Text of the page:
LED lights do a very efficient job of producing the very narrow band of light our eyes perceive. The risk to spiders maybe that they perceive this narrow band of light, too. However, their prey may not perceive these same wavelengths. Thus the spiders that adapted to the broad spectrum of night lights previously used may now not hunt or trap as successfully.

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#8

Re: LED Lighting May Impact Wildlife Negatively

02/26/2017 10:38 AM

We usually don't think about things we don't see. In the case of common LED lighting a blue LED chip is used to make a yellow phosphor fluoresce. The color of the yellow phosphor can be tuned a bit and likewise the amount of phosphor used, thus by manipulating these ratios manufacturers can vary the output from warm white to cool white.

BUT what human eyes don't really see is how much blue LED light is being emitted. Human eyes have very little response at the blue end of the spectrum. LED lights emit A LOT of blue light. There is far more blue energy in LED lighting than in an equivalent amount of sunlight or incandescent lighting.

This blue energy actually makes it harder for humans to see at night, since the blue photons quench the rhodopsin (visual purple) in the retina that provides our ability to see at night. (That's one reason many people hate seeing bluish headlights from oncoming traffic.) At the same time, bugs are drawn to blue light - which is partly why those mosquito zappers use blue light.

As a long-time astronomer I have seen many changes over the years in night time lighting. Thankfully the old mercury vapor lamps are gone. They were often replaced by low pressure sodium, which emitted amber light which was actually the best for the environment in terms of affecting the nocturnal habits of animals. (And were 'ok' for astronomy as well. It's nearly monochromatic spectrum was easy to remove with selective filtering, when doing photometry or photography.)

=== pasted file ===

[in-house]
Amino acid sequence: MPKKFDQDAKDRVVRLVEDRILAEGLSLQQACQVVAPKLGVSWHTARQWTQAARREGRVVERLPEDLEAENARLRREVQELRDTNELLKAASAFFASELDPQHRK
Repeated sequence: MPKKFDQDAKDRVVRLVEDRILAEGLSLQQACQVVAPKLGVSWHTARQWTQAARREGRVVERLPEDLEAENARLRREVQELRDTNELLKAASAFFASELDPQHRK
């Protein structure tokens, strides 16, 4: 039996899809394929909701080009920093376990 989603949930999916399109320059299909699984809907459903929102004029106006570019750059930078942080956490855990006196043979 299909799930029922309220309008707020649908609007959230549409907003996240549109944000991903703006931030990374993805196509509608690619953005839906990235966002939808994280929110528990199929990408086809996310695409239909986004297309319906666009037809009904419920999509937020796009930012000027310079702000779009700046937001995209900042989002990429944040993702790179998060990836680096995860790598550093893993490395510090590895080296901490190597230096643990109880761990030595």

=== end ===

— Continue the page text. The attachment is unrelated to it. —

The proliferation of nighttime LED lighting is sad to see. I am sure it will have a long-term affect on animal life for the reasons I mentioned above. And since it is less expensive to use, I expect to see a lot more used. And it's broad-spectrum output will fill the skies with stray light, making it more difficult to see the stars even when far from a city.

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#10

Re: LED Lighting May Impact Wildlife Negatively

02/27/2017 5:38 AM

After I switch to LED bulbs, the house dwelling lizard are all gone?

Good? No, now I have plenty of mosquitoes to eradicate. House lizard are natural predator's of mosquitoes, cockroach, flies etc.

Does this mean's end of their specie?

or will this be effective also on their kind of specie, like crocodiles and alligators for perimeter lighting? someone has to try?

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#11

Re: LED Lighting May Impact Wildlife Negatively

02/27/2017 4:58 PM

Last summer I did a DIY LED conversion of my old yard light.

I put seven 60 watt equivalent LED's in it. (~35 watts total and way brighter than the old 250 watt equivalent, 85 watt actual, CFL bulb ever was on a good warm summer night).

Bugs and spiders seem to like it here given the mess it has inside the lens now.